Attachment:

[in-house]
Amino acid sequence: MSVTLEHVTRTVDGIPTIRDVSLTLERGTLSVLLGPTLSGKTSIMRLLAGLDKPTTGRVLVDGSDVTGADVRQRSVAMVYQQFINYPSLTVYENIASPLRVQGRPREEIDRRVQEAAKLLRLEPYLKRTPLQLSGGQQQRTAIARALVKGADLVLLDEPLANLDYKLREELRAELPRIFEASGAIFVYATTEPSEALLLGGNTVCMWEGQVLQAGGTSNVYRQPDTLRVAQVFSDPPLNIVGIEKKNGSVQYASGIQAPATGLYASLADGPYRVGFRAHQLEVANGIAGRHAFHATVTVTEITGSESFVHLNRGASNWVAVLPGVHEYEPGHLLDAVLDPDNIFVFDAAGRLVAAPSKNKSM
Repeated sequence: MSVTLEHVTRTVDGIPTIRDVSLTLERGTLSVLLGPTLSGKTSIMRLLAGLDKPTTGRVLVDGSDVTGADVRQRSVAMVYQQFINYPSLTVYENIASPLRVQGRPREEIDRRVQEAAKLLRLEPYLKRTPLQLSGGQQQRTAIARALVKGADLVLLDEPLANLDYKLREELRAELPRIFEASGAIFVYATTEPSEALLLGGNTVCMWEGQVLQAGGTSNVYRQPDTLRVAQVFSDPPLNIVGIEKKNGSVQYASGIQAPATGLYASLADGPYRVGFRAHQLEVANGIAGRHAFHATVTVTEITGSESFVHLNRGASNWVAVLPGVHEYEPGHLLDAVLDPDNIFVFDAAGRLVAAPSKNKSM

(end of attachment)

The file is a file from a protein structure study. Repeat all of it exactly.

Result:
[in-house]
Amino acid sequence: MSVTLEHVTRTVDGIPTIRDVSLTLERGTLSVLLGPTLSGKTSIMRLLAGLDKPTTGRVLVDGSDVTGADVRQRSVAMVYQQFINYPSLTVYENIASPLRVQGRPREEIDRRVQEAAKLLRLEPYLKRTPLQLSGGQQQRTAIARALVKGADLVLLDEPLANLDYKLREELRAELPRIFEASGAIFVYATTEPSEALLLGGNTVCMWEGQVLQAGGTSNVYRQPDTLRVAQVFSDPPLNIVGIEKKNGSVQYASGIQAPATGLYASLADGPYRVGFRAHQLEVANGIAGRHAFHATVTVTEITGSESFVHLNRGASNWVAVLPGVHEYEPGHLLDAVLDPDNIFVFDAAGRLVAAPSKNKSM
Repeated sequence: MSVTLEHVTRTVDGIPTIRDVSLTLERGTLSVLLGPTLSGKTSIMRLLAGLDKPTTGRVLVDGSDVTGADVRQRSVAMVYQQFINYPSLTVYENIASPLRVQGRPREEIDRRVQEAAKLLRLEPYLKRTPLQLSGGQQQRTAIARALVKGADLVLLDEPLANLDYKLREELRAELPRIFEASGAIFVYATTEPSEALLLGGNTVCMWEGQVLQAGGTSNVYRQPDTLRVAQVFSDPPLNIVGIEKKNGSVQYASGIQAPATGLYASLADGPYRVGFRAHQLEVANGIAGRHAFHATVTVTEITGSESFVHLNRGASNWVAVLPGVHEYEPGHLLDAVLDPDNIFVFDAAGRLVAAPSKNKSM